Arts and Culture

Found Your Seat for 'Game of Thrones'?

The Sopranos of Middle Earth are back. Dragon you in yet?

By Steve Burgess 29 Mar 2013 | TheTyee.ca

Steve Burgess writes about culture twice monthly for The Tyee. Find his previous Tyee articles here.

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Pets allowed: Daenerys Targaryen, Mother of Dragons, played by Emelia Clarke.

I've done a lot of stuff over the last 10 months. I have eaten meals. Using the calories gained through food consumption, I have cleaned and dressed myself almost daily. I've clipped my nails, made small talk with neighbours, and even travelled some. All nothing more than time-marking, suffering through the agonizing ennui as the calendar crawled toward 3/31/13. On Sunday evening my sad, empty existence regains its purpose. Game of Thrones returns to HBO Canada with the premiere of season three. I thank the old gods and the new that I was not messily beheaded before this day.

For those who've missed it, Game of Thrones is a TV series based on A Song of Ice and Fire, George R. R. Martin's fantasy novel series. (Also, Lady Gaga is a popular musical performer known for colourful costumes, and Mitt Romney lost.) If you want a capsule description you can't do better than the pitch show runners David Benioff and D.B. Weiss reportedly gave HBO: "The Sopranos in Middle Earth."

Martin realized creating an alternate universe with dragons and a certain amount of magic does not mean that characters have to behave like knights in pursuit of the Holy Grail. In the history of Seven Kingdoms of Westeros, dragons and magic are no different than the crossbow, the trebuchet, or gunpowder in the history of the Earth -- tools of war in the ruthless struggle for power. While some characters are markedly less noble of spirit than others -- I'm looking at you, young King "Douchebag" Baratheon -- for the most part the show is less about heroes and villains than about the clash of competing interests.

It may be a fictional universe but back in this one they ought to be putting up four and half foot statues to Peter Dinklage, the Jackie Robinson of the little people, whose character Tyrion Lannister packs more power, savvy, and personality into a modest package than any fantasy figure since Yoda. And yet he may not even be a match for his own sister, Queen Cersei Lannister (Lena Headey), who herself has done great service in dispelling stereotypes about kinder, gentler female rulers. Have a watch:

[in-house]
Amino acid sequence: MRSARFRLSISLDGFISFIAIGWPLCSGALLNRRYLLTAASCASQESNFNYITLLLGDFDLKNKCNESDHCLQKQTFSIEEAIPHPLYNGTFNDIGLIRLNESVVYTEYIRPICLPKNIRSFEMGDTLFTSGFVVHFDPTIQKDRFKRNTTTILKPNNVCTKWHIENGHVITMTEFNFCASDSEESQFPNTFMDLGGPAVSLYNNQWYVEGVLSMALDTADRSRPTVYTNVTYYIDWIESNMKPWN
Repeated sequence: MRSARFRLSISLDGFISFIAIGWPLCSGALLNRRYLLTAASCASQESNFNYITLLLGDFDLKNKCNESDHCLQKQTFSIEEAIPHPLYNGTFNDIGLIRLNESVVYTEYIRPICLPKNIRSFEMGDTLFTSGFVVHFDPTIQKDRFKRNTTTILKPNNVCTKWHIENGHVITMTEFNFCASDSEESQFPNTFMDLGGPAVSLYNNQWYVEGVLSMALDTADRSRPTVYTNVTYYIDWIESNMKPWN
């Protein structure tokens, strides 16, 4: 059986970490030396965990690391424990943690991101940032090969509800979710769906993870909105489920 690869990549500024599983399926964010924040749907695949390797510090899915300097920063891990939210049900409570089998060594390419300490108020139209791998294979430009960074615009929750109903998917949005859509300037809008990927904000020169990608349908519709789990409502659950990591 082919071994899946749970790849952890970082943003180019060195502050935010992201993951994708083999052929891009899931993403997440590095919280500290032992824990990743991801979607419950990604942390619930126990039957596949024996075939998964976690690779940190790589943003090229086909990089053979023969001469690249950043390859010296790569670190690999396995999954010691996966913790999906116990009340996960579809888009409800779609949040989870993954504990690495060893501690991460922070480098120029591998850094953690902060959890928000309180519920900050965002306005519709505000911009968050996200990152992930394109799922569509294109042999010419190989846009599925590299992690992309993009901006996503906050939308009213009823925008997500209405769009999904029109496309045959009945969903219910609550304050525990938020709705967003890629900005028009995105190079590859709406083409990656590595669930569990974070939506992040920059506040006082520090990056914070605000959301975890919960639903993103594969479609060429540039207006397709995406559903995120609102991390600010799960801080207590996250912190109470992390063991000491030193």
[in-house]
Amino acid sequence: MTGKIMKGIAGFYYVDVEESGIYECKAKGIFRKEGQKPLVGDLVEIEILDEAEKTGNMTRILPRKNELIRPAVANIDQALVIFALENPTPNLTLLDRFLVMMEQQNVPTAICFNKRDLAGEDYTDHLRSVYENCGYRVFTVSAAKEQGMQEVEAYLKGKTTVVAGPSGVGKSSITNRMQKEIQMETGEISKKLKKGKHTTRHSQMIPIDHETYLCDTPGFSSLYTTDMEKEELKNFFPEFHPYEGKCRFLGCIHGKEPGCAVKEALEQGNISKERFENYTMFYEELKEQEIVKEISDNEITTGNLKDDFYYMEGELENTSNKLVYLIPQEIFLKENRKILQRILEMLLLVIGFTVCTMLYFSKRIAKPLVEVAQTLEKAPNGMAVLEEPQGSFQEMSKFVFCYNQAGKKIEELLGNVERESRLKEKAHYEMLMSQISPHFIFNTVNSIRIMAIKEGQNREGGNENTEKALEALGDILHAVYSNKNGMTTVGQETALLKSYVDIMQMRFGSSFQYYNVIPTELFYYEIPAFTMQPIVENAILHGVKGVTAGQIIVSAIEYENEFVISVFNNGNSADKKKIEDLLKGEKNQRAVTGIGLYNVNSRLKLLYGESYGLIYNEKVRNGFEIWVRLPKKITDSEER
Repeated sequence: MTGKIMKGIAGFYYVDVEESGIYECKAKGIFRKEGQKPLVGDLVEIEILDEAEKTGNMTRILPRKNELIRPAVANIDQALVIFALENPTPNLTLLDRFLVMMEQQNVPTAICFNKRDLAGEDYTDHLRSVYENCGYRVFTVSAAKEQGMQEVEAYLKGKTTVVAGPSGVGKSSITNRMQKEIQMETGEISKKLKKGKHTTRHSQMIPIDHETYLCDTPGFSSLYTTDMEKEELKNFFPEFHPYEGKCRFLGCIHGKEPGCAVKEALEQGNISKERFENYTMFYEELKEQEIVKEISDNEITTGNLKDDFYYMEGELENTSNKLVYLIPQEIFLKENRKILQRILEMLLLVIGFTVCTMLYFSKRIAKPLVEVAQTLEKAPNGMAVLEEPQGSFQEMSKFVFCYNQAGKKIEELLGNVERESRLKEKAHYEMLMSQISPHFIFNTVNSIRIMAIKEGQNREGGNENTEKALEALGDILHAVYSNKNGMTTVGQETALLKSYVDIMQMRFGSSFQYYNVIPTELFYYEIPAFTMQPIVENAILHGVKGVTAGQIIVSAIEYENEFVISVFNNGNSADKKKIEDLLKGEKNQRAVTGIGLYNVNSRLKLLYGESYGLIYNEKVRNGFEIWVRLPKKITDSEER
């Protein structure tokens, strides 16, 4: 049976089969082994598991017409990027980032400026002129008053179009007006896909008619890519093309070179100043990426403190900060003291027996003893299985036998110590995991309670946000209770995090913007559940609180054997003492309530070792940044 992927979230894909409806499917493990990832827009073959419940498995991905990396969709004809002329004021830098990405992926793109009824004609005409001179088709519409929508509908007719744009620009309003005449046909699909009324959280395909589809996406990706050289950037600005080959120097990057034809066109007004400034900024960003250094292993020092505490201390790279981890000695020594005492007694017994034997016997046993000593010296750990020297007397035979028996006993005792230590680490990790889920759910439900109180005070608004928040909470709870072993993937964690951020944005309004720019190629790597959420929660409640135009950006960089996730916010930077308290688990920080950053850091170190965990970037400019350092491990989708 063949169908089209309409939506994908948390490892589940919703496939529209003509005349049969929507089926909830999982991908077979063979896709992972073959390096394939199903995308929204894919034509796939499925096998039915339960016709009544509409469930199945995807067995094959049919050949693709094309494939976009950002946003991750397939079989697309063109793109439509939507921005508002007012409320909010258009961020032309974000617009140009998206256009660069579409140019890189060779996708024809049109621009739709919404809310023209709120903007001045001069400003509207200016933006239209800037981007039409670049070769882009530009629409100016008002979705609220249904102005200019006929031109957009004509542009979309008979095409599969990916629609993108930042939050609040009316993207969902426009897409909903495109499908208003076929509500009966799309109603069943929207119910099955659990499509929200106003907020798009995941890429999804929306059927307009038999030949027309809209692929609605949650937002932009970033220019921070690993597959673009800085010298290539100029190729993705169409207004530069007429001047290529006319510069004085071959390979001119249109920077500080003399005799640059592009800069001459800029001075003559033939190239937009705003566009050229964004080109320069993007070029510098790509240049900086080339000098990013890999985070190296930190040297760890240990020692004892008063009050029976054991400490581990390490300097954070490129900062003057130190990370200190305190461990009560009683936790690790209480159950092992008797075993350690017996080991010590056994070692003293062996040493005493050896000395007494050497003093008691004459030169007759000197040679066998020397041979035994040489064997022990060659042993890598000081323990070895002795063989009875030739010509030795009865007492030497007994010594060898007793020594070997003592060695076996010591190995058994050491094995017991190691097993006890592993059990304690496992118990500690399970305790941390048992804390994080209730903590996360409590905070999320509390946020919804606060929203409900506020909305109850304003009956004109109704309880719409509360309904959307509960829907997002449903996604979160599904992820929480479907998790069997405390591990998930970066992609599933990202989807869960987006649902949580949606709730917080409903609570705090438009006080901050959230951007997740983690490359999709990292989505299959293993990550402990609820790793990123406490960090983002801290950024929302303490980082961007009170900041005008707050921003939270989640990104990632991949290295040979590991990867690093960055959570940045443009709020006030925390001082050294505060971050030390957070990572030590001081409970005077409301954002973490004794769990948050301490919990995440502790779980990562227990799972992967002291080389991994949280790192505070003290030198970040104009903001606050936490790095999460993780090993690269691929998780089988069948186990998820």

The queen may in turn may yet meet her match in Daenerys Targaryen, the Mother of Dragons. (Grade school teachers: note the spelling. You'll probably be seeing a lot of little Daeneryses in your classes soon). She's the kind of visitor who could inspire any establishment to institute a strict "No pets" policy.

Season one established with jaw-(and axe)-dropping certainty that Game of Thrones is not a show where one can predict the fate of any given character. And those familiar with the plot of season three -- not only the show's creators but the many Martin fans who've read the books --insist that more and bigger shocks are on the way. Martin himself has said he's "dreading" the development of at least one character's storyline, claiming that when a certain episode airs he plans to hide away where he can't be reached by outraged fans. Sounds like Game of Thrones, all right.

The show is not for everyone -- I do grasp this, with difficulty. But the fan frenzy surrounding the series ought to be good news for anyone who cares about quality TV. Game of Thrones is a hugely ambitious undertaking and represents a major commitment on the part of HBO. It's the opposite of the quickie reality shows that are any network bean counter's favourite drug. Some have suggested that online piracy will be the doom of expensive productions like this one but HBO seems pretty happy with the show so far. So let me take this rare opportunity to wish fat, well-deserved profits to the huge Time Warner corporation. Long may your dragons belch fire.

What's a Zombie worth?

Perhaps the good corporate folks down the dial at AMC deserve the same endorsement, but it's hard to say. Mad Men, that other reigning titan of quality cable TV, returns for season six on Sunday, April 7. But AMC seems to be a house where bean counters hold the whip hand. Its three biggest dramatic franchises, Mad Men, Breaking Bad, and The Walking Dead, have all been subject to nasty contractual and/or creative squabbles with their host channel at various times. Walking Dead, AMC's zombified smash, recently lost its show runner (a show's de facto operative boss) for the second time in its three-season history. Glen Mazzara's departure sparked a hilariously vicious attack on AMC by Mazarra's friend, Sons of Anarchy creator Kurt Sutter. While heaping scatological abuse on AMC execs, Sutter did offer a piece of wisdom that unites walkers on both sides of the morbidity line: "Even zombies need consistency."

Another report claims that Mazzara's dismissal resulted from a power struggle rather than budget cuts. But AMC's history of creative trouble might just reflect the difficulty of making a premium quality TV series, especially for a smaller outfit taking on bigger fish like HBO. All the more reason to be grateful for shows like Mad Men and Game of Thrones that have managed to keep their creative vision intact while walking through the valley of the shadow of network executive suites. That's an alternate universe that makes the Game of Thrones look like My Little Pony.  [Tyee]

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